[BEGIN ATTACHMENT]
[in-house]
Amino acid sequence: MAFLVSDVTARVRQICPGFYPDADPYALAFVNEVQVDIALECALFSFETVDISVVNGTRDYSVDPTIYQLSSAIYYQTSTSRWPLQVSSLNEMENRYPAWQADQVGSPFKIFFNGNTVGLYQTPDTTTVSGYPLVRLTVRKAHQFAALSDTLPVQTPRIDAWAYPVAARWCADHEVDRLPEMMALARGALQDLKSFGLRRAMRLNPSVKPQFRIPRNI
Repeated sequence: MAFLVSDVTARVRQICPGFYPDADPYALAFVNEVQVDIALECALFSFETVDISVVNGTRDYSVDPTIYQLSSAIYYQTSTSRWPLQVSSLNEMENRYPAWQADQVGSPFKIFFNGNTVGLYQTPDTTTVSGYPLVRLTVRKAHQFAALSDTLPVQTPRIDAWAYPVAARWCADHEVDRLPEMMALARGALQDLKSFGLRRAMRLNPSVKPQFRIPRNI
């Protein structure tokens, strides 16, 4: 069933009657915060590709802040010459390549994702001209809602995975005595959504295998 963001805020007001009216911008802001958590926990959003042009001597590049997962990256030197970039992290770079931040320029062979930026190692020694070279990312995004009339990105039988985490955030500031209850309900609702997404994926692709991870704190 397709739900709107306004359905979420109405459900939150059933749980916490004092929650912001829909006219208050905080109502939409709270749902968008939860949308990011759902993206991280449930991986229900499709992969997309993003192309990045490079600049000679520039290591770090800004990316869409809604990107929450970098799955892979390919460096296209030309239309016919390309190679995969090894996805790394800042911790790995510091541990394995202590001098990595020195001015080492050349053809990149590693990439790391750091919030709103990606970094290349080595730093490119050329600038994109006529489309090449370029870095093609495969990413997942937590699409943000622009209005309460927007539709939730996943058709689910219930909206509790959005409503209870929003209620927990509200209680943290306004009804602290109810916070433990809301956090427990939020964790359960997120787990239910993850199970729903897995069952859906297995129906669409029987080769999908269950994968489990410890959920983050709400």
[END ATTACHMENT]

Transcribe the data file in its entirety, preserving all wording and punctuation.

[in-house]
Amino acid sequence: MAFLVSDVTARVRQICPGFYPDADPYALAFVNEVQVDIALECALFSFETVDISVVNGTRDYSVDPTIYQLSSAIYYQTSTSRWPLQVSSLNEMENRYPAWQADQVGSPFKIFFNGNTVGLYQTPDTTTVSGYPLVRLTVRKAHQFAALSDTLPVQTPRIDAWAYPVAARWCADHEVDRLPEMMALARGALQDLKSFGLRRAMRLNPSVKPQFRIPRNI
Repeated sequence: MAFLVSDVTARVRQICPGFYPDADPYALAFVNEVQVDIALECALFSFETVDISVVNGTRDYSVDPTIYQLSSAIYYQTSTSRWPLQVSSLNEMENRYPAWQADQVGSPFKIFFNGNTVGLYQTPDTTTVSGYPLVRLTVRKAHQFAALSDTLPVQTPRIDAWAYPVAARWCADHEVDRLPEMMALARGALQDLKSFGLRRAMRLNPSVKPQFRIPRNI
């Protein structure tokens, strides 16, 4: 069933009657915060590709802040010459390549994702001209809602995975005595959504295998 963001805020007001009216911008802001958590926990959003042009001597590049997962990256030197970039992290770079931040320029062979930026190692020694070279990312995004009339990105039988985490955030500031209850309900609702997404994926692709991870704190 397709739900709107306004359905979420109405459900939150059933749980916490004092929650912001829909006219208050905080109502939409709270749902968008939860949308990011759902993206991280449930991986229900499709992969997309993003192309990045490079600049000679520039290591770090800004990316869409809604990107929450970098799955892979390919460096296209030309239309016919390309190679995969090894996805790394800042911790790995510091541990394995202590001098990595020195001015080492050349053809990149590693990439790391750091919030709103990606970094290349080595730093490119050329600038994109006529489309090449370029870095093609495969990413997942937590699409943000622009209005309460927007539709939730996943058709689910219930909206509790959005409503209870929003209620927990509200209680943290306004009804602290109810916070433990809301956090427990939020964790359960997120787990239910993850199970729903897995069952859906297995129906669409029987080769999908269950994968489990410890959920983050709400």